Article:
By Miguel Hanz L. Antivola

CONSUMER awareness about the scientific bases of personal care products has grown over the years, according to an industry participant.

Expert testing by cosmetic chemists and dermatologists should meet the demands of consumers, but the process is rigorous yet worthwhile for business growth, Ma. Christine C. Navarrete-Catanghal, segment head for skin and personal care at Unilab Skin Sciences, Inc. (ULSSI), said in an interview with BusinessWorld.

ULSSI is the company behind Celeteque, one of the first local skincare brands co-developed with healthcare at its forefront, which started in 2006 with an anti-aging moisturizer exclusively available through dermatologists.

“When we eventually saw that doctors latched on well to the product because of its efficacy, we realized this potential to market it commercially,” Ms. Navarrete-Catanghal said.

However, immediately addressing certain conditions was the trend in the personal care industry before, according to Ms. Navarrete-Catanghal.

“The difference that we’re seeing right now is everyone is actually getting into the whole science in skincare trend,” she said, citing whether it may be an “ingredient story or backed up by clinical studies and aggressive claims.”

“Actually, it’s not a trend anymore. That’s the way of doing skincare nowadays, which was not present back then when the brand was launched,” she added.

The skincare market in the Philippines is projected to grow to P74.8 billion in 2026 with a 7.7% compound annual growth rate from P51.8 billion in 2021, according to analytics firm GlobalData in a report.

However, GlobalData said that the “clean beauty” trend will be a driver for growth in the industry.

Clean beauty refers to personal care products marketed with its use of natural ingredients and sustainable claims, which may be used by brands ambiguously due to the lack of formal regulations by the Food and Drug Administration (FDA).

With such emerging trends from social media, there is a thin line that creates misinformation, Ms. Navarrete-Catanghal said on current challenges in the skincare space.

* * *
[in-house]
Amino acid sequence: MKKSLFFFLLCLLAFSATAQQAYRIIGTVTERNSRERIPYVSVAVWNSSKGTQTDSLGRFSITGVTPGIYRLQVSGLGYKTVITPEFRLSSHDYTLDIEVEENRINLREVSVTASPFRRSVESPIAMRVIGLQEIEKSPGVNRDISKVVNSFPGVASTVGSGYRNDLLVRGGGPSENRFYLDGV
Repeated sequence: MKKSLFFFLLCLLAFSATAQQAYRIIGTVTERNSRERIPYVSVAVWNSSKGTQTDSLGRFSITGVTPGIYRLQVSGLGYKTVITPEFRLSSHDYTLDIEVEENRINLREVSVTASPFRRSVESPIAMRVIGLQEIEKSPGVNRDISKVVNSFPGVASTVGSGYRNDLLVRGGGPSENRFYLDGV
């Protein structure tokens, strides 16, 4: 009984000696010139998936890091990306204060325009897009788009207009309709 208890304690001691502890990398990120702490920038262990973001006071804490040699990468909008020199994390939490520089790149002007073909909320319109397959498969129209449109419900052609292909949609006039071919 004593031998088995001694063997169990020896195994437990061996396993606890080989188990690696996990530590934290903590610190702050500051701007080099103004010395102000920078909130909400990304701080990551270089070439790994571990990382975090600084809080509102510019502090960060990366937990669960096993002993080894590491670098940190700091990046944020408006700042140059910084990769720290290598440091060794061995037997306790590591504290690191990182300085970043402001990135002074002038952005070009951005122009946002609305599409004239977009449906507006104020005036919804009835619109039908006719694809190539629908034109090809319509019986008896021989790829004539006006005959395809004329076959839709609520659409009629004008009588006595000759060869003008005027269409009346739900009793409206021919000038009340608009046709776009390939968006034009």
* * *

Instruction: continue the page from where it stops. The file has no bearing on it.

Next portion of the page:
“Social media has made everyone a skincare expert, and everyone can talk about what worked for them,” she said.

“There are many claims being made, so consumers may need to be more vigilant in terms of distilling true claims versus claims that can’t be backed up.”

Investing in the science behind its multiple product lines allowed Celeteque to grow, according to Bernadette C. Fernandez, ULSSI brand lead.

“With consumers becoming smarter and preferential, what we’re seeing right now is a lot of innovations and brands moving toward derm-tested and science-based skincare,” she said.

Expert testing and certification of products take on a rigorous and labor-intensive process, according to Malica Mariam M. Maniri, ULSSI product associate.

The process starts with product development to identify claims and benefits according to consumer preference, followed by a series of clinical tests.

Ms. Maniri said that the sun protection factor (SPF) for sunscreens is stringently tested both in the lab and on human skin to pass FDA certifications.

The test includes monitoring by dermatologists on the product application on at least 30 people for about a month, alongside a skin patch and machine test.

SPF testing must show a series of precise and accurate results, which is equal to or greater than the target protection factor under uncompromising standards.

“That’s how strict it is to go through a dermatologist-tested route, and to always ensure that all of our products go through that process,” Ms. Maniri said.